A brief background
Back in 2008, Cheniere Energy, Inc. (LNG) was losing millions of dollars as it took on massive amounts of debt to build three liquified natural gas, or LNG, import terminals along the Gulf Coast.
New domestic natural gas supplies began to surge in 2008—a landmark year for U.S. oil and gas. Production went through the roof thanks to new technologies such as hydraulic fracturing. So, crippling debt and rapidly falling stock prices threatened to bankrupt the company.
Recognizing there was no need for LNG in the U.S., Chenier’s CEO, Charif Souki, opted to switch from importing LNG to exporting it. This was an ambitious decision given the need for regulatory approval before the company could begin exporting LNG. Souki also had to consider Cheniere’s already-huge debt load, and the extra time and billions needed make the switch.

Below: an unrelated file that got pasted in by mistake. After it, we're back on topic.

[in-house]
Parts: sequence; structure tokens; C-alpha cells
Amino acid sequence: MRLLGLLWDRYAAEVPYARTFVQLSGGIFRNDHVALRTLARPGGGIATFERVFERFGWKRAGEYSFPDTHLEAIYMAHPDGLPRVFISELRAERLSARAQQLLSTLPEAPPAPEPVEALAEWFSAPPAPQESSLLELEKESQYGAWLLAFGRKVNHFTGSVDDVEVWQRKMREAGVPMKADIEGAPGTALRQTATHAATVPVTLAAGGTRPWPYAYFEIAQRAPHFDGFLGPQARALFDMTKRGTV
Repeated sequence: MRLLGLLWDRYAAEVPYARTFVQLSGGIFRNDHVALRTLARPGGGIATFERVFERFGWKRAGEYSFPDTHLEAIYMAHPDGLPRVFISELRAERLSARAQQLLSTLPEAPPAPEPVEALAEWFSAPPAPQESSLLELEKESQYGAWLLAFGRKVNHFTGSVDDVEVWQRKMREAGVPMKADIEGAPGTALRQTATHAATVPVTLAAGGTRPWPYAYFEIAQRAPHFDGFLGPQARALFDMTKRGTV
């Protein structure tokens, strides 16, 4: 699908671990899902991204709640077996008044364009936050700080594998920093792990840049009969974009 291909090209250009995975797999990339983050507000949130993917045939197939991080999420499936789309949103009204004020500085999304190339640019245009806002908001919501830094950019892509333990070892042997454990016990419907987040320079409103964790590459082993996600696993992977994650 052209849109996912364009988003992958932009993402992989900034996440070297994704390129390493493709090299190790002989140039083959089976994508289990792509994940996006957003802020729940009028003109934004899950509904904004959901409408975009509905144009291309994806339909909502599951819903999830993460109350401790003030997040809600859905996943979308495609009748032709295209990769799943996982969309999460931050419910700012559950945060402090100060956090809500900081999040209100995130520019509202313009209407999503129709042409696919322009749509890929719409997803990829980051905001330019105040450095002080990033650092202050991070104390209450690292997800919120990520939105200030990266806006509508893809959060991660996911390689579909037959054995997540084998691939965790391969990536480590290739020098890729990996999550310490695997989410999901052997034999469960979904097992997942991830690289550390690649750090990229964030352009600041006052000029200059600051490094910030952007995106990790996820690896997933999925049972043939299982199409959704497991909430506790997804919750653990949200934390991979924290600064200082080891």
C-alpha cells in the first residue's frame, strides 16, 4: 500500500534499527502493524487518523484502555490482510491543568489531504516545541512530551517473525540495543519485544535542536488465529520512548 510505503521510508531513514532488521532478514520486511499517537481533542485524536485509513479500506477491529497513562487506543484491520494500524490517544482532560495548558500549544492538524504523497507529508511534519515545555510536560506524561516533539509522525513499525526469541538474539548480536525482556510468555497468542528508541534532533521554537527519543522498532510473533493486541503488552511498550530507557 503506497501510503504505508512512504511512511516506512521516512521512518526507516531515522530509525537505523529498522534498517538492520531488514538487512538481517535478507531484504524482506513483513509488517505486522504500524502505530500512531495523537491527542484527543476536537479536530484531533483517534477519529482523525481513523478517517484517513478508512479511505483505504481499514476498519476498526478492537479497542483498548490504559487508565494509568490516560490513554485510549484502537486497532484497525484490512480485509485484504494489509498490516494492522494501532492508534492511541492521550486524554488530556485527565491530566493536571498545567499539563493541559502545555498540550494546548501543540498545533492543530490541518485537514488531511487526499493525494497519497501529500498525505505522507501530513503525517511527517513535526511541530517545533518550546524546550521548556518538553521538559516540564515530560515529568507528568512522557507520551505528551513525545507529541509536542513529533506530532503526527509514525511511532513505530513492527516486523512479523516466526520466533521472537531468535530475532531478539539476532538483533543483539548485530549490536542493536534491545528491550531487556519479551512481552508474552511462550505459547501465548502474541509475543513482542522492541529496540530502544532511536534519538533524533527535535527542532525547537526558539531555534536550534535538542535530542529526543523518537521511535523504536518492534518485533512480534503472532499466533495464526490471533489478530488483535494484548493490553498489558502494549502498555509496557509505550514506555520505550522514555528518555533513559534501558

But the brassy decision was ratified in 2011. The Department of the Environment, or DOE, granted Cheniere the authority to export LNG to countries without U.S.-free trade agreements. So countries including Japan, India, China, Korea, and most of Europe become the primary LNG markets to target.
DOE’s approval gave Cheniere a distinct market advantage. Companies such as Exxon Mobil Corporation (XOM), El Paso Pipeline Partners, L.P. (EPB), and Sempra Energy (SRE) continue to struggle for permits. But today, Cheniere is the undisputed leader in the United States’ promising new energy sector—LNG.
Most investors would likely agree that the decision to reverse its approach, and export rather than import natural gas, was the best decision Cheniere ever made.
Next, find out more about critical investor insights on Cheniere.